Another recent Delaware decision, Rexam Inc. v. Berry Plastics Corp., reinforces the importance of choosing your words carefully. In this case, the court held that correspondence from a governmental agency that (1) expressed disappointment with a transaction, (2) stated that the assumptions used in justifying the transaction “fell short of the reasonable standard,” and (3) stated that while “it had ‘not yet decided whether … [to] pursue this matter[,]’” “it ‘[did] not plan to initiate legal action … at this time.’” was not a “threatened” legal or administrative action. Instead, it was “merely an identification or reservation of options” by a “frustrated governmental agency.” In other words, the standard agreed to was not whether it is “possible” that an action would be brought based on the unhappiness of a governmental agency, but whether there had been an overt threat that such an action would be forthcoming. As noted by the court, “[i]t is a fine line, but sometimes fine lines must be drawn.”
For example, as a buyer you might want to think twice about a provision like this one that was plucked from a publically available agreement, which would appear to eliminate any placeholder claims:
No claim for indemnification for breach of any representation, warranty, covenant or agreement contained in, or otherwise pursuant to, this Agreement (other than any covenant (excluding this Article XII) that provides for performance following the Closing) may be asserted pursuant to this Agreement unless (i) on or before the Survival Expiration Date, such claim is asserted by proper written notice in accordance with this Article XII, specifying, in reasonable detail, the basis of the claim and (ii) such claim is made in respect of Damages specified, in reasonable detail, and incurred prior to the Survival Expiration Date.
And as a seller you might want to try and limit this seemingly opened-ended ability to make placeholder claims that was also plucked from another publically available agreement:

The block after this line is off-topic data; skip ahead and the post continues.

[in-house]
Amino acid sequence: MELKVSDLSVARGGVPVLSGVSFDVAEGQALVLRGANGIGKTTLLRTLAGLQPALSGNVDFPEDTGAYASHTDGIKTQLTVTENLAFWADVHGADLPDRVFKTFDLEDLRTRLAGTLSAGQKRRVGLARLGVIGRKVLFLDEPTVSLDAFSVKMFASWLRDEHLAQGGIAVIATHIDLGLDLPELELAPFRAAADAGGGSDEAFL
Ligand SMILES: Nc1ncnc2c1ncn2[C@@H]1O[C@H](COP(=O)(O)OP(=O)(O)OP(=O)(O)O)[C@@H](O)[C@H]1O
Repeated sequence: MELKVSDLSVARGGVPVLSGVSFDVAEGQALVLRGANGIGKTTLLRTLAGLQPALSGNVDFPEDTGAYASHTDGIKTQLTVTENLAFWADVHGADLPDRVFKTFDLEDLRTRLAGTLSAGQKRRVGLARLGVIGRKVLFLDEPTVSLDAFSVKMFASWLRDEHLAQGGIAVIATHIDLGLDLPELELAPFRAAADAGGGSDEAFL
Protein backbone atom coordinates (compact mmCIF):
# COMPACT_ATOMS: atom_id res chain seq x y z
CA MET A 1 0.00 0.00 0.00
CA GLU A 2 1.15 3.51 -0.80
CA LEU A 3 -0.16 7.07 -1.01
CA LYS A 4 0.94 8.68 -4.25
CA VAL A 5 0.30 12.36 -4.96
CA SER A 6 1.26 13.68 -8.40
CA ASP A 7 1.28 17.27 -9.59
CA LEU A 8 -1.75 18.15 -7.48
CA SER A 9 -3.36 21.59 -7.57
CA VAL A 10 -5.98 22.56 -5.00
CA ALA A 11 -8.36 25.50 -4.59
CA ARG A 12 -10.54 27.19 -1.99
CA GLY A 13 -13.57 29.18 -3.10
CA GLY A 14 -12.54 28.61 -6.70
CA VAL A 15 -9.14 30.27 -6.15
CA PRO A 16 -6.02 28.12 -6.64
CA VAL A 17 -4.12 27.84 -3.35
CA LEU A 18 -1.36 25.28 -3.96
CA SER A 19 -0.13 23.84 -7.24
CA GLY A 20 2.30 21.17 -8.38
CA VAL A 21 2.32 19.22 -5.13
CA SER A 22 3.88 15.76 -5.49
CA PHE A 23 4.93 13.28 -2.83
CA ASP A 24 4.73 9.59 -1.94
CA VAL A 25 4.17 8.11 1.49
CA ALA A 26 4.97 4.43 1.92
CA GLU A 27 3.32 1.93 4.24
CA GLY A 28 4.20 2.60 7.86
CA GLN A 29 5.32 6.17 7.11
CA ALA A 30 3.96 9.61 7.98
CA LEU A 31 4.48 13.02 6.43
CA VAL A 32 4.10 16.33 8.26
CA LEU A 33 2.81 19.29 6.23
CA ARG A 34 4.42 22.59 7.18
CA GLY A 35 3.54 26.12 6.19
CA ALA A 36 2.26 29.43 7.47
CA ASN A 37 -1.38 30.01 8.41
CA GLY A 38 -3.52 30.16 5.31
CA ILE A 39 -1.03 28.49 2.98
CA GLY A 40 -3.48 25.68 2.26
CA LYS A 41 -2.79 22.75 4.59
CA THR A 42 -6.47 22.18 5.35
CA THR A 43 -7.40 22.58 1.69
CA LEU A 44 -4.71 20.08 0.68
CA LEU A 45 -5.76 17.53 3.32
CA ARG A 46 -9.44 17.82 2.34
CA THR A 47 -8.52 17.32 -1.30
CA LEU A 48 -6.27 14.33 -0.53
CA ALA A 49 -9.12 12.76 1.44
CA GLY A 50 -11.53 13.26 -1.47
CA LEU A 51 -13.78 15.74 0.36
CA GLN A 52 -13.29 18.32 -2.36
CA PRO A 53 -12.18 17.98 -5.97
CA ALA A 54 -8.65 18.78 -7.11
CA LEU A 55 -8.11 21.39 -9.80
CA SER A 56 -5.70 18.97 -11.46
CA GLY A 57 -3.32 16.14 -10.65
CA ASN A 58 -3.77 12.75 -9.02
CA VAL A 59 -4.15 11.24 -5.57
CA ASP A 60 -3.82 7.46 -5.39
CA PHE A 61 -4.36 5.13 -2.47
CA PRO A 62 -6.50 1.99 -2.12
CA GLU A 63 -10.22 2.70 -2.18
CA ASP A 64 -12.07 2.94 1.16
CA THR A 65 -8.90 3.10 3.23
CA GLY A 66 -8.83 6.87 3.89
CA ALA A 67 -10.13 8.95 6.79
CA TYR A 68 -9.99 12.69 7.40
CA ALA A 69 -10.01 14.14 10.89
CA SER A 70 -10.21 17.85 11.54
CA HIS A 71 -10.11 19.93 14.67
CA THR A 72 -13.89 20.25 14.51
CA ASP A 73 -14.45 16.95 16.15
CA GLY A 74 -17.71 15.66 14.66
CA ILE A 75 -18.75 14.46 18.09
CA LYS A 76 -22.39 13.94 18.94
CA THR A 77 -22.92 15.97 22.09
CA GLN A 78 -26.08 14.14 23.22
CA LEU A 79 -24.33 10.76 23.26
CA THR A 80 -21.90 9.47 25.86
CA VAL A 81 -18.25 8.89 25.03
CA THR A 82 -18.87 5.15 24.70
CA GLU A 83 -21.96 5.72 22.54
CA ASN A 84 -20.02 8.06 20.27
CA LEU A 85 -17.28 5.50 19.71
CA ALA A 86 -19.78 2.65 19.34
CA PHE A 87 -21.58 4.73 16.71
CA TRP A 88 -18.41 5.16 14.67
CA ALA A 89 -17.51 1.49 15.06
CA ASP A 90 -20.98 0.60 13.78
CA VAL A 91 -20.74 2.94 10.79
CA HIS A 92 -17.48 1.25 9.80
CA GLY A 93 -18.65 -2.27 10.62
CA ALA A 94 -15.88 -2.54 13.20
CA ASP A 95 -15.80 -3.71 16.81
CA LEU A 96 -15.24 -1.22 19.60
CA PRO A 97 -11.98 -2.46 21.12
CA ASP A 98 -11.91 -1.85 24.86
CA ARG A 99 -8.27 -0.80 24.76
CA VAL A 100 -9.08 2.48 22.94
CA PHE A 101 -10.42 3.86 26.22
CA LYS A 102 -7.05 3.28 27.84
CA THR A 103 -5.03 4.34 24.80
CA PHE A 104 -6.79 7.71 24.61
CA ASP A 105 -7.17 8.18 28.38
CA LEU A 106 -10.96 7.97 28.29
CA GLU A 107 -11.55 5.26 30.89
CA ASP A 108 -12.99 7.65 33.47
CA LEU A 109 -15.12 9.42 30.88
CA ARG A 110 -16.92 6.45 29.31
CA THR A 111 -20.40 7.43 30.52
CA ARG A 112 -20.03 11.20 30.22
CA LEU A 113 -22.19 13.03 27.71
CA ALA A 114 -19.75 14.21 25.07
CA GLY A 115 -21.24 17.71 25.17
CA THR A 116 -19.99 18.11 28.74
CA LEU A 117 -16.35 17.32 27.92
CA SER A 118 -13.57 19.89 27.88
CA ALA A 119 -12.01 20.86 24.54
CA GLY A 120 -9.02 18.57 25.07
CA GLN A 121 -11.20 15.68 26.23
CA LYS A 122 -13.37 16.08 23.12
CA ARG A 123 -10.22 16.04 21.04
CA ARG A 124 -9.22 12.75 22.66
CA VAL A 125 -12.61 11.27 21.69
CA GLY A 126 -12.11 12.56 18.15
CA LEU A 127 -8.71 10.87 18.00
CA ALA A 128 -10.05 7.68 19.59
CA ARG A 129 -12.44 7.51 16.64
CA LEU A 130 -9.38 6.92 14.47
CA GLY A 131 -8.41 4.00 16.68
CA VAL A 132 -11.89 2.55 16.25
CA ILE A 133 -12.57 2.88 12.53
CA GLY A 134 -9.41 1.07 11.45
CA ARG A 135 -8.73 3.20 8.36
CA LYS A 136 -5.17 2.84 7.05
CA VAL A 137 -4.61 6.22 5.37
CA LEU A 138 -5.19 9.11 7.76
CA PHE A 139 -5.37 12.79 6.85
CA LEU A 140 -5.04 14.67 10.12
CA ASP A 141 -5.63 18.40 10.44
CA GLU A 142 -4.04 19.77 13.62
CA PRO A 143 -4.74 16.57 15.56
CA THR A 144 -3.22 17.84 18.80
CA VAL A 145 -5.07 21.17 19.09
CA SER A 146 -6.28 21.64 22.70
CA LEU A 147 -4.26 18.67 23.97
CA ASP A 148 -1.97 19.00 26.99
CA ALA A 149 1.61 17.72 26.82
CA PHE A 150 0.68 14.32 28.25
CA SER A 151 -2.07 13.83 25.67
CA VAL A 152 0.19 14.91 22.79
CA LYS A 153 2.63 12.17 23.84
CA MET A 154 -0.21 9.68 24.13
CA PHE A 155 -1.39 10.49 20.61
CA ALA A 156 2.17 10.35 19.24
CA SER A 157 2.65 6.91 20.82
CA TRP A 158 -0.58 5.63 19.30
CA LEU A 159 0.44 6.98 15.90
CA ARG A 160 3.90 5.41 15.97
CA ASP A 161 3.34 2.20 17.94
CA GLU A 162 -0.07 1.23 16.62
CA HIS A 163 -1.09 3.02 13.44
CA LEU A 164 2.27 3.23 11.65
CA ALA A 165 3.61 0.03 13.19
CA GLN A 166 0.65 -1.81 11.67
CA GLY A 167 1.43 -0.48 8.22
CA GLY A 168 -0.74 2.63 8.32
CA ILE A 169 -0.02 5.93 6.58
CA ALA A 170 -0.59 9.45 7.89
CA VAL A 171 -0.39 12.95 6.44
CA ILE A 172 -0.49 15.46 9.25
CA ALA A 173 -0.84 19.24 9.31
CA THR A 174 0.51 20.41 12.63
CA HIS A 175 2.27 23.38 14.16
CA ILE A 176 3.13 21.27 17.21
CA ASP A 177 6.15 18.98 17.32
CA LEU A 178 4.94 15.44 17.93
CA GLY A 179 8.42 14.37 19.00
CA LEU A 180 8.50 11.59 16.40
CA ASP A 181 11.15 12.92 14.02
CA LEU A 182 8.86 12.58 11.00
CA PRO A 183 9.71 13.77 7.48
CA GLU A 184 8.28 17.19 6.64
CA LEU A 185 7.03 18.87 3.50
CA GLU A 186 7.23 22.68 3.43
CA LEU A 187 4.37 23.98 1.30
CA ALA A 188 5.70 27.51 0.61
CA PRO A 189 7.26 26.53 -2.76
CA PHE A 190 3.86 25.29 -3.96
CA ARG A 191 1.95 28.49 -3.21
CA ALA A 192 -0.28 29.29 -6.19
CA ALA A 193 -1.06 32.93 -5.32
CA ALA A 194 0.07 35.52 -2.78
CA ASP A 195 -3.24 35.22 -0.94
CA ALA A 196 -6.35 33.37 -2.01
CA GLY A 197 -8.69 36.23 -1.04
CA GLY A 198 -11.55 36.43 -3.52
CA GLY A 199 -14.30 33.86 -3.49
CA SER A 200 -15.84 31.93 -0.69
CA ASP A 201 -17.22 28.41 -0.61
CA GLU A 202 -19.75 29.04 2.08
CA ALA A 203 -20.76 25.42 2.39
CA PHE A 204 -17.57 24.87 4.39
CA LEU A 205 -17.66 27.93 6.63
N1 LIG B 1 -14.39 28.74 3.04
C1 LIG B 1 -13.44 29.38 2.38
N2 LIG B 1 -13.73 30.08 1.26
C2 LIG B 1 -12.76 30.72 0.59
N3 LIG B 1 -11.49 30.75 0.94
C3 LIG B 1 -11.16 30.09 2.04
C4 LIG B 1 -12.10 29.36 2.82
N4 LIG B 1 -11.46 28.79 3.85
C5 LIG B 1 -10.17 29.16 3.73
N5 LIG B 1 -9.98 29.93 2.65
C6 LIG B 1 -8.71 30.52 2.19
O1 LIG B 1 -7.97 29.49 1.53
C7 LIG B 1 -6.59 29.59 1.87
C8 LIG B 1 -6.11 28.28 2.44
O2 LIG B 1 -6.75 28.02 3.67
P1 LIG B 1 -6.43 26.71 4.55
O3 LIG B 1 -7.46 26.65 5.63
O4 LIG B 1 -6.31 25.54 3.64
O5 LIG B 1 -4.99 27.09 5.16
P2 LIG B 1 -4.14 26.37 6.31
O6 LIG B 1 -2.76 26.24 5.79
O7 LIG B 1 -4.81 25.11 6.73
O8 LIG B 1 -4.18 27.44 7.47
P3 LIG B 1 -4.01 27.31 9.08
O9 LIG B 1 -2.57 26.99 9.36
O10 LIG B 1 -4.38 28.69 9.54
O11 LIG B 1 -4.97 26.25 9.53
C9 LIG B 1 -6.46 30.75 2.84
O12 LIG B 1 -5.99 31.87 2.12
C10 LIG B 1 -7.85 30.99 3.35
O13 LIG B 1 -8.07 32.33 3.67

The representations and warranties and pre-Closing covenants and agreements of Purchaser, Sellers and the Company contained in this Agreement will survive the Closing until the fifteen (15) month anniversary of the Closing Date …, except that … any representation, warranty, covenant or agreement that would otherwise terminate in accordance with this Section 11.01 will continue to survive if the requisite claim notice shall have been timely given in good faith based on facts reasonably expected to establish a valid claim under this Article XI on or prior to such termination date, until the related claim for indemnification shall have been satisfied or otherwise resolved as provided in this Article XI.
If the purpose of a survival period for the seller is to have a clear end date to indemnification claims being made so that the remaining proceeds of the sale can be distributed to the seller’s limited partners, something more than notice of a good faith claim that a breach may be established in the future, after the expiration of the survival period, should be required. On the other hand, it is understandable why a buyer may want the ability to preserve a potential claim past the end of the survival period if it has received information that establishes the likelihood that there has been a breach of the otherwise expiring representations and warranties, even though that breach has not clearly manifested itself as of the end of the survival period. But regardless of which side of these arguments on which you find yourself, it is important that the agreement clearly reflect the resolution of this issue in words that are understood.